Microsoft said it ended support for Windows 7 operating systems last month, but that isn’t stopping the company from issuing bug fixes, apparently.
According to Windows Central, the company released an update last week that fixes the Windows 7 wallpaper bug that caused wallpapers set to “stretch” to appear as solid black images rather than the images set by a person.
The bug fix was sent to every Windows 7 user, not just those who are paying an arm and a leg to keep their Windows 7 systems running securely and efficiently because they didn’t upgrade to Windows 10 for some reason.
The update is available to anyone running Windows 7 SP1 and Server R2 SP1, Windows Central reported.
Microsoft breaks down the prerequisites on its support page:
You must have the following updates installed before you apply this update. If you use Windows Update, these updates will be offered automatically as needed.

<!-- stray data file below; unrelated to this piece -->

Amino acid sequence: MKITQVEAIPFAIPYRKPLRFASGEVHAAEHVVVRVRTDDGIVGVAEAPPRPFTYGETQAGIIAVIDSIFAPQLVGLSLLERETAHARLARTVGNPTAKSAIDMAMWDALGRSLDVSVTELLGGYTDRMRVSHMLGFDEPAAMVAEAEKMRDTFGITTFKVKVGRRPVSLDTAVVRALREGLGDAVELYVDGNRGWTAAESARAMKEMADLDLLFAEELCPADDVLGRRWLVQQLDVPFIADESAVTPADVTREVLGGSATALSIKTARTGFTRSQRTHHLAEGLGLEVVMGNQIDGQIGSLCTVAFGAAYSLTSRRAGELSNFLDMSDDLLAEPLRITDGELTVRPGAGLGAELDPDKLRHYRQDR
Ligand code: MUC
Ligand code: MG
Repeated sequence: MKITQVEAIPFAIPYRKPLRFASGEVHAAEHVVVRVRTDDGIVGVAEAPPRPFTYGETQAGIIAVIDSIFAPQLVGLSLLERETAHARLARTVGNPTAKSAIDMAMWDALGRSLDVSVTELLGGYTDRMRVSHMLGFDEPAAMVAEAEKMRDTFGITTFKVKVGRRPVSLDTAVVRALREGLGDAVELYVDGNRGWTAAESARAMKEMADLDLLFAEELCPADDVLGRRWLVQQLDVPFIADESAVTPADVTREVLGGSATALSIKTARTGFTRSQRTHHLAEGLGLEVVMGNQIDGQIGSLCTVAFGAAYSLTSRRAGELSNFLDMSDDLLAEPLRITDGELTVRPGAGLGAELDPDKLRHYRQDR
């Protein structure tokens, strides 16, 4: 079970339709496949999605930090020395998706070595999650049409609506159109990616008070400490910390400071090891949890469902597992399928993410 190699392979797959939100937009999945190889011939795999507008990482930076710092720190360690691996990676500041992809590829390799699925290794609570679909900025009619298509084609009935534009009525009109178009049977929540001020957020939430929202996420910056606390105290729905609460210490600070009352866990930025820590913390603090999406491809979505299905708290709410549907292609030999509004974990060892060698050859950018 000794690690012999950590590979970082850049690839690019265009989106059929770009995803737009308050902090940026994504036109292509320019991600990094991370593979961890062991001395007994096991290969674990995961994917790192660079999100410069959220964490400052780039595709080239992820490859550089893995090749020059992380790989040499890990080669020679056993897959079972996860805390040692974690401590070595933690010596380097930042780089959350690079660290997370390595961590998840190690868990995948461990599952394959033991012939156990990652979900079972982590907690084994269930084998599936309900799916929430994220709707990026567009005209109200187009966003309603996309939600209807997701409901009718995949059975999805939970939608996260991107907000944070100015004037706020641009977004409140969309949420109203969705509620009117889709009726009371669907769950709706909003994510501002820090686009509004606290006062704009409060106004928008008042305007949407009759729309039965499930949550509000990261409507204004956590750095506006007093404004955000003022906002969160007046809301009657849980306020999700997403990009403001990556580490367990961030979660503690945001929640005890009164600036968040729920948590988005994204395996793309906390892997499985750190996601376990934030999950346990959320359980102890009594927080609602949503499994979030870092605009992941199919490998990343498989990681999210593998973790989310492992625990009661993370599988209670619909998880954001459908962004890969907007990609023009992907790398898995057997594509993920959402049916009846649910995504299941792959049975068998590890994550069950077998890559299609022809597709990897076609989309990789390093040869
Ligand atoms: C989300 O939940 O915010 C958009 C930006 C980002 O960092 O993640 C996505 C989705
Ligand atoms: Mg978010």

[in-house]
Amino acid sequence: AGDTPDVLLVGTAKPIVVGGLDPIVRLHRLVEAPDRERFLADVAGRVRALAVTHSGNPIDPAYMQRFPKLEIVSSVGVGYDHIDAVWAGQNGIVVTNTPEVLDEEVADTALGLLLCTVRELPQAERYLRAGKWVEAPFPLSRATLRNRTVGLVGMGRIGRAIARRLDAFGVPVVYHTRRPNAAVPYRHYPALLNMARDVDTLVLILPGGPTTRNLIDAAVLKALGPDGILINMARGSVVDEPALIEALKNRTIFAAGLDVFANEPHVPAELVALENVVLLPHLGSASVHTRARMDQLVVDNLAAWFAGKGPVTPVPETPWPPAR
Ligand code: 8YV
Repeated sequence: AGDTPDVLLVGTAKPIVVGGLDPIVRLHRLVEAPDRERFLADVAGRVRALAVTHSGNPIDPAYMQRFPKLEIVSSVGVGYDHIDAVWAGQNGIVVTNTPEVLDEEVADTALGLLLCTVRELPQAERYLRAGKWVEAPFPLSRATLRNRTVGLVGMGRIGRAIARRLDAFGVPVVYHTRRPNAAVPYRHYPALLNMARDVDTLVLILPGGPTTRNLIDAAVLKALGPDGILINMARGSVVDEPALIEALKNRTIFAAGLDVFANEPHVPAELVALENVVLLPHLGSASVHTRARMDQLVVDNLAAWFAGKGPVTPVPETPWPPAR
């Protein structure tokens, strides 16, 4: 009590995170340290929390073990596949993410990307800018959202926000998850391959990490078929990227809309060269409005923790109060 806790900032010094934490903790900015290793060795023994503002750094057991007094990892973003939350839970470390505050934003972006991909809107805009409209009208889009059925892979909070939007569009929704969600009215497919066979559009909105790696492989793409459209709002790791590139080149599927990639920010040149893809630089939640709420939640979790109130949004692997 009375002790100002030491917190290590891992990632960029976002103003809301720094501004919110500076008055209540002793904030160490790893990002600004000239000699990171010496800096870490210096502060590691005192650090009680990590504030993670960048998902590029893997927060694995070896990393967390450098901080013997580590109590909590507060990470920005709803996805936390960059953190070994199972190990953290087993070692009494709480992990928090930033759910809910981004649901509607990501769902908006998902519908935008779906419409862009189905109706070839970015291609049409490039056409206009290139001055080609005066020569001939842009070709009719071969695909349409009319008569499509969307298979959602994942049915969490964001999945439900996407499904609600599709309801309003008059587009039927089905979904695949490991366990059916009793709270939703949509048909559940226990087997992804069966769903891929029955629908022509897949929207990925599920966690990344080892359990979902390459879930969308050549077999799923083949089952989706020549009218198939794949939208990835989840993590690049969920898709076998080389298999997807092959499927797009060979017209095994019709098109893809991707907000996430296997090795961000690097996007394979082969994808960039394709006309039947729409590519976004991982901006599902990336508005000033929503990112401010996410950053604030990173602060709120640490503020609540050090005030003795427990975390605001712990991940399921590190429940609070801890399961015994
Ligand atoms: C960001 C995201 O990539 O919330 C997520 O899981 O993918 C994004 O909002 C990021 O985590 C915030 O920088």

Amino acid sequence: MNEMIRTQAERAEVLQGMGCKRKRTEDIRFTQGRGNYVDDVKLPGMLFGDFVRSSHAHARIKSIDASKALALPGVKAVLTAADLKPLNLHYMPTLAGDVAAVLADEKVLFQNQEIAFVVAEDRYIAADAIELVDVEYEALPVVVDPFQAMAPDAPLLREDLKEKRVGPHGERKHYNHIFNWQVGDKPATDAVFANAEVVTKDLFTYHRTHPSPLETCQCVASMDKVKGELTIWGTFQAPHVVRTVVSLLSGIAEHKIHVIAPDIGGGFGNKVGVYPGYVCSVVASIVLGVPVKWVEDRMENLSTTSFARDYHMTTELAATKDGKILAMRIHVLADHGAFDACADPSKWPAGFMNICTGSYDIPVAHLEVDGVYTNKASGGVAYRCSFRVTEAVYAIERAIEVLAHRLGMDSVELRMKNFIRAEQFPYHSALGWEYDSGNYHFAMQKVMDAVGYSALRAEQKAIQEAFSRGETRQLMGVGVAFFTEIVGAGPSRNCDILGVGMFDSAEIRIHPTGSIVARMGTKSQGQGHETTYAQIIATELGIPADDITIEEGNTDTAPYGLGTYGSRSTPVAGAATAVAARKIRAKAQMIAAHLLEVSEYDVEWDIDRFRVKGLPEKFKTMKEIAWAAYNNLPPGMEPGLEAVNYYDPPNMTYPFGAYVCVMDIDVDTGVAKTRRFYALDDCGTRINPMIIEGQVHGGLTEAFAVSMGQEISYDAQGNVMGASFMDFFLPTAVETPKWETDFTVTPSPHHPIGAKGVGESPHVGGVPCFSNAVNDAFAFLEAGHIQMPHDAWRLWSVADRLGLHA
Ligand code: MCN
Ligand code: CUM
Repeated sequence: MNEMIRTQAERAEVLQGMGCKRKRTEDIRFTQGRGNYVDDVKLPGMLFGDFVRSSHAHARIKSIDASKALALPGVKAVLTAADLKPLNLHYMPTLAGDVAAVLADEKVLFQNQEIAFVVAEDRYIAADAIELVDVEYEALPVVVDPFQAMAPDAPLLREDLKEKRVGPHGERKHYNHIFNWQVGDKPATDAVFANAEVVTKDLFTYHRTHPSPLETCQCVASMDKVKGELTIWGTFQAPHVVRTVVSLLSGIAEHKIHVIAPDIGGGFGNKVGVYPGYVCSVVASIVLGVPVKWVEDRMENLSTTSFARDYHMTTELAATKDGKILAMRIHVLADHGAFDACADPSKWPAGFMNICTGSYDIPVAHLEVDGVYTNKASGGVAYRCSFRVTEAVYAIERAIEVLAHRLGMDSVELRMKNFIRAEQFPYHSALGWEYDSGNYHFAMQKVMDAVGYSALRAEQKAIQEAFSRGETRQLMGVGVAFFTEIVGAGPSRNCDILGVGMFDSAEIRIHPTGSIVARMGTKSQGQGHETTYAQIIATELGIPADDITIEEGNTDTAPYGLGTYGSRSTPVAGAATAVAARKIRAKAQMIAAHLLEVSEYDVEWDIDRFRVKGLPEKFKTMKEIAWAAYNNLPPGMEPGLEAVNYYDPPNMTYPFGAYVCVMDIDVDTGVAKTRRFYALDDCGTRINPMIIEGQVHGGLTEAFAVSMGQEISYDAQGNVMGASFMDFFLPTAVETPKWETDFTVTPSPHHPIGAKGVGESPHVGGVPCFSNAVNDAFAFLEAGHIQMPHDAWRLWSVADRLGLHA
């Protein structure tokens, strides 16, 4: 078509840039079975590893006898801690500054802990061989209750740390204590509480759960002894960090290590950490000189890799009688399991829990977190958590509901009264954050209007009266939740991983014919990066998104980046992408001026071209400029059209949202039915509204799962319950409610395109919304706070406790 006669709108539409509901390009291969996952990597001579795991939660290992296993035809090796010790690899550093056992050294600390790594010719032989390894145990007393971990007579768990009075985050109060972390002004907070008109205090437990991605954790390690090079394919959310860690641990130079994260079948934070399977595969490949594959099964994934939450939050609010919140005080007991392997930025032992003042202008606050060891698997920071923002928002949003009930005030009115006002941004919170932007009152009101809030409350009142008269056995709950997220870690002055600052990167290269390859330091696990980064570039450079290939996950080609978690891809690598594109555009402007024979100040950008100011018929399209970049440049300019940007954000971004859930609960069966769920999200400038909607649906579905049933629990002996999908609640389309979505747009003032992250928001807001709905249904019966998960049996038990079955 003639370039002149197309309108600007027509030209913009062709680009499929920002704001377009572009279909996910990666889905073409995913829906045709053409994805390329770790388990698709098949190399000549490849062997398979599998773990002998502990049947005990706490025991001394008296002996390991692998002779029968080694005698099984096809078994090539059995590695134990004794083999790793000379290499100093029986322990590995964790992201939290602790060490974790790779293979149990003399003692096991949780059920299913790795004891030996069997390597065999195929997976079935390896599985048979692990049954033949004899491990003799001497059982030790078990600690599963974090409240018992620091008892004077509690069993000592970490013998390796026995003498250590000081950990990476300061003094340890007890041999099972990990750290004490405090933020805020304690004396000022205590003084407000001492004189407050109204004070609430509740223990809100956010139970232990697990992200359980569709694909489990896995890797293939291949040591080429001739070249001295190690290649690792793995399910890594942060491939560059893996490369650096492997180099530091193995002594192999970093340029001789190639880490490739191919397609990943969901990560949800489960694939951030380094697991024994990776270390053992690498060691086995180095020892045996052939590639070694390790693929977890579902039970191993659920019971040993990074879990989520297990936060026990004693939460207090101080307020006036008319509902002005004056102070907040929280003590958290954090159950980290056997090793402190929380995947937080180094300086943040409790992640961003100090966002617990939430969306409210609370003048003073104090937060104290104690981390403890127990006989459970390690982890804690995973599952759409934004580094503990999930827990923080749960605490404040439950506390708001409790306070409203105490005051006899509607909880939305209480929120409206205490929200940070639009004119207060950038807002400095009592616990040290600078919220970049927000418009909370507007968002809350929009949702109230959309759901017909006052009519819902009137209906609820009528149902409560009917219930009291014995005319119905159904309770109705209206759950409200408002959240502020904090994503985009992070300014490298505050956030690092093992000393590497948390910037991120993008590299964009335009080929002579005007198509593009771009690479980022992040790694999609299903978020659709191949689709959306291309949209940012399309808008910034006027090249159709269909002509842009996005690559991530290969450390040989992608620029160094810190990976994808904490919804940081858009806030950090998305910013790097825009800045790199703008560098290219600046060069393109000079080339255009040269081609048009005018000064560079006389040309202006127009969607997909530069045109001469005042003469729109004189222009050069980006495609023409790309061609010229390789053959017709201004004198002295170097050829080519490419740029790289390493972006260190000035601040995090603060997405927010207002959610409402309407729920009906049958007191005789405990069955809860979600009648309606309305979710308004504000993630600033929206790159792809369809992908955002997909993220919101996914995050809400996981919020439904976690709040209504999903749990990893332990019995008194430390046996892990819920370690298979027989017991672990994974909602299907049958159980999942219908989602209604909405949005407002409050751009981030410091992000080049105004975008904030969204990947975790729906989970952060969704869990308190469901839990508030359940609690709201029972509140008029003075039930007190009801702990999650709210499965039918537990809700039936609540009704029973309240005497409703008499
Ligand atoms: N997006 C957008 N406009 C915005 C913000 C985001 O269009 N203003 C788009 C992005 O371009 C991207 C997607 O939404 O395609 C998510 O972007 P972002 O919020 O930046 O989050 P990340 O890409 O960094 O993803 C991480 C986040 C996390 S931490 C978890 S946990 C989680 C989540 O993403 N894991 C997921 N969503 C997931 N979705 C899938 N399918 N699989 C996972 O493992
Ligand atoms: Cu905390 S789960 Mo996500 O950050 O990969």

- You must have the SHA-2 update (KB4474419) that is dated September 23, 2019 or a later SHA-2 update installed and then restart your device before you apply this update. If you use Windows Update, the latest SHA-2 update will be offered to you automatically. For more information about SHA-2 updates, see 2019 SHA-2 Code Signing Support requirement for Windows and WSUS.
- You must have the servicing stack update (SSU) (KB4490628) that is dated March 12, 2019 or a later SSU update installed. For more information about the latest SSU updates, see ADV990001 | Latest Servicing Stack Updates.
Organizations do have the option of paying Microsoft for extended security patches for up to three years, but that can be extremely costly for your company.
Businesses and educators still using the beloved operating system will have to pay $25 per machine per year, but that doubles to $50 in 2021 and again to $100 in 2022.
It’s even more expensive for Windows 7 Pro users. It starts at $50 per machine and doubles to $100 in 2021 and again to $200 in 2022.